I was watching a Youtube clip the other day, Mark Gungor explaining how men’s and women’s brains differ. How men’s brains are made up of little boxes that don’t touch whiles women’s brains are a mass of interconnected wires, everything impacting on everything else.
It was hilarious. It was familiar. There was truth, to a point. (Here’s the link to that clip if you’ve not seen it and want to decide for yourself)
While I often think my mind is like a bowl of spaghetti, I know I can partition what’s happening and put it aside when needs be–like a few months ago when I needed to do a presentation on laughter wellbeing a couple of days before a family funeral.
The reality is ‘stuff’ comes with us, from work to home and from home to work.
Presenteeism alone is said to be a bigger problem for organisations than absenteeism.
Not slept well. Had words with your partner. Worried about an unexpected bill. Worried about your kid. Worried about another task that’s landed in your intray with a deadline of …yesterday! Started early, finishing late. Caught a snide remark. Heard there’s been a budget blowout. Hungry and angry. HANGRY. Hungry and anxious. HANGIOUS!
In Brisbane this week, the Australia and New Zealand Mental Health Health Association hosts its first workplace mental health symposium. HR professionals, business people and mental health workers serious about influencing a positive change in workplace culture to one of wellbeing. As the symposium kicked off, I was fortunate to plant the seed of laughter wellbeing’s place. I dream of laughter yoga sessions being part of the ‘everyday’ of workplace wellbeing programs, no different to a before work tai chi or lunchtime yoga class. I dare to dream because I know the evidence is there to support laughter yoga as a workplace wellbeing tool that destresses, uplifts, boosts productivity and creates connection.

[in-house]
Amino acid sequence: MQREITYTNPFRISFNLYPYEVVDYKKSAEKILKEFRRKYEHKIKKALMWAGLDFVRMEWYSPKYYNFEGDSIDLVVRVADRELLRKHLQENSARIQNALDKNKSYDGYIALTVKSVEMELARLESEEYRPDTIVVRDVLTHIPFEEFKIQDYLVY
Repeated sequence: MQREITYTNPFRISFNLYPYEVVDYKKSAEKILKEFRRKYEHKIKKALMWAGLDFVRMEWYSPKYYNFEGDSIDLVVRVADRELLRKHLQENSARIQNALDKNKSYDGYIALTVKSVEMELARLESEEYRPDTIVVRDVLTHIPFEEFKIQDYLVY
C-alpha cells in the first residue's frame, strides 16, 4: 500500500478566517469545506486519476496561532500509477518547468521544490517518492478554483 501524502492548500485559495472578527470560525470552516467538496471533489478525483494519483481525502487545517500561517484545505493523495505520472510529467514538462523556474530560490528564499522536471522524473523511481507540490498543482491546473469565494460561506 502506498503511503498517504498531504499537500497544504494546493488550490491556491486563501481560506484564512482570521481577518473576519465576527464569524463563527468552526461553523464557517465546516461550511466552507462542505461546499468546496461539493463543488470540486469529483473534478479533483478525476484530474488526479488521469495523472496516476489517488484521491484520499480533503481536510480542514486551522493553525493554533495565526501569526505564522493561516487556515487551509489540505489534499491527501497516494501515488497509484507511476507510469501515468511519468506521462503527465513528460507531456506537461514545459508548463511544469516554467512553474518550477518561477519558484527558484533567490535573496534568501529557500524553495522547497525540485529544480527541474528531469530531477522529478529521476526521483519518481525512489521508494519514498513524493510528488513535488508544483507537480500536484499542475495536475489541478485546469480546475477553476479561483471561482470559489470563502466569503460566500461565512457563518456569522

But there are times when we can’t just laugh everything off. I know that too. We need tools that are fit for purpose.
RUOK? Day, next Thursday 12 September, shines the spotlight on the role we all have to watch out for another. The focus is on one day — the action is relevant year-round.
There are ways of asking. Check out the RUOK? How to Ask tip sheet
Don’t be afraid to ask ‘Are you okay?” (Do choose your moment please)
Do be open honest in your asking and give your attention and time to listening.
Encourage some appropriate action, offer support, and mean it.
And check in later.
Brisbane-based Heather Joy Campbell is a professional laughter wellbeing practitioner and global ambassador for laughter yoga. She uses the practice as a platform to deliver workplace wellbeing sessions and workshops and to train others in this accessible adaptable exercise format.